I’ve been counting each day of my sobriety / recovery ever since I entered hospital and accepted it was time to get help. I’m proud of getting to the end of each day and waking at the start of the next and I for the first 13 months I’ve kept a written note of how many days sober I am. I’ve recorded this on my Instagram Bio, Twitter Bio (@The_HappyDaddy), on this blog whenever I post and in my own personal diary. For me, the visible recording of how long I’ve been sober for gave me that extra push to keep at it. I’m an analytical and process driven person so I take comfort in seeing how long the process has lasted and I don’t want to break that chain. Especially during that first year in recovery I really needed reminders that I’ve worked bloody hard to keep going, improve my life and overcome so many demons. The shame of drinking and being back to Day 0 again would have been devastating.
I really clinged onto my number of days in the early months when I was having a bad day and the beast crept back into my mindset.
That said, I’ve made the decision to stop counting days. I’ve been sober since 17 February 2021 and that date will remain an important part of my life but I see no value in continuing to remind myself of my recovery every day by updating my sober days accumulated.
It’s a long standing practice to count sober days and celebrate milestones such as 1 month, 50 days, 90 days, 100 days, etc. Some people call the day you took your last drink or drug a “birthday.” I’ve never used AA in any depth to speak on a personal level but I know newcomers to Alcoholics Anonymous receive a coin for their 30 days, then 60, then 90. If I was a member of AA that would be something I’d have been very much into!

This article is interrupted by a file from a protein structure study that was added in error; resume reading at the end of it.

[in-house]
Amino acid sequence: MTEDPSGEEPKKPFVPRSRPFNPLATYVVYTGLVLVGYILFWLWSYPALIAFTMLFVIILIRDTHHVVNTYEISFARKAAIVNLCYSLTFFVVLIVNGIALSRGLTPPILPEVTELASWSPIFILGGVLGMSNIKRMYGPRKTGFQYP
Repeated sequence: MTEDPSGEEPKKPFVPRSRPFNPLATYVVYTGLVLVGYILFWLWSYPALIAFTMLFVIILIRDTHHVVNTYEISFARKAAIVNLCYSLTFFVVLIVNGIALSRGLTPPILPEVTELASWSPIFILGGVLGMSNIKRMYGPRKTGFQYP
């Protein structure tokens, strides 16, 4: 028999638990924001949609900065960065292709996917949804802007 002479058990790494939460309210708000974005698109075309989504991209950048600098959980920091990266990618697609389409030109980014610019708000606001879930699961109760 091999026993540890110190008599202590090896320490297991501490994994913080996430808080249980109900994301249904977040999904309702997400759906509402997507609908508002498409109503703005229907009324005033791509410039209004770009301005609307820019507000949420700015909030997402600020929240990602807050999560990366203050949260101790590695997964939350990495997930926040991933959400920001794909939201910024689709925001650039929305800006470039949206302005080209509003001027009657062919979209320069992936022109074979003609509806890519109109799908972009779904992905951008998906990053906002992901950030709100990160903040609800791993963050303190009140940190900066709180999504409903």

It served a purpose and I don’t regret counting days because I stayed sober but do I want to do that for the rest of my life? Where do you draw the line? A daily reminder that I stopped drinking. I don’t want to be seen as somebody in recovery in 5 years time. I just want to be a bloke who doesn’t drink alcohol. Yes a major event in my life lead me to stop drinking but should my past define me for the rest of my life? It can shape you yes, but I don’t want to be defined as an ex alcohol dependant bloke who had a breakdown.
You might find that ironic considering I’m writing in a blog which pretty much focuses on my past which was filled with the thing I want to put to bed. I see it as two separate things though – My past was a difficult period of my life which I need closure with therefore writing helps me do that. I also think it is important for people like myself to share and normalise what we have been through to encourage others to talk or seek help.
As for me now, and going forward I focus on my mental and physical health along with being a good husband and dad a day at a time and part of improving that way of life is slowly but surely removing the barriers I’ve put up around alcohol. It isn’t going anywhere so I need to be strong enough to ignore it and not let it bother me.
Finally, because it’s a good debate (and I’ve had people from both sides of the fence respond to me on social media about it) here is a list I’ve shared previously from Recovery.org
Pros / Cons to counting days
They say counting helps when:
- It provides motivation for sticking to one’s plan
- It gives a sense of achievement for achieving one’s goals
- If a person decides to share their count, they enjoy social support and encouragement
- The individual is counting out of excitement at beginning a new life, not fear of falling back into old patterns
Counting hurts when:
- A slip becomes a full blown relapse because the person figures, “I’ve lost my time anyway, may as well go all out!”
- Fear of public humiliation deters a person from seeking help and support after a slip or relapse
- Counting is imposed by an outside authority, which will eventually lead to rebellion
- A person bases their entire self-worth on the number of days on the sobriety calculator or the number of AA/NA chips collected. Just as dietitians recommend against basing feelings of self-worth entirely on the number on the scale, professionally trained therapists (not those whose only training is participation in 12 Step programs) warn against believing that more sobriety equals being a better person. Or worse, that having a drink or drug reduces a person to worthlessness. Such feelings can lead to severe relapse and even suicide
Who knows if counting days will return but I feel happy in this moment to stop doing it and instead enjoy each day for what it is on it’s own merit – not just another tally against that fateful day.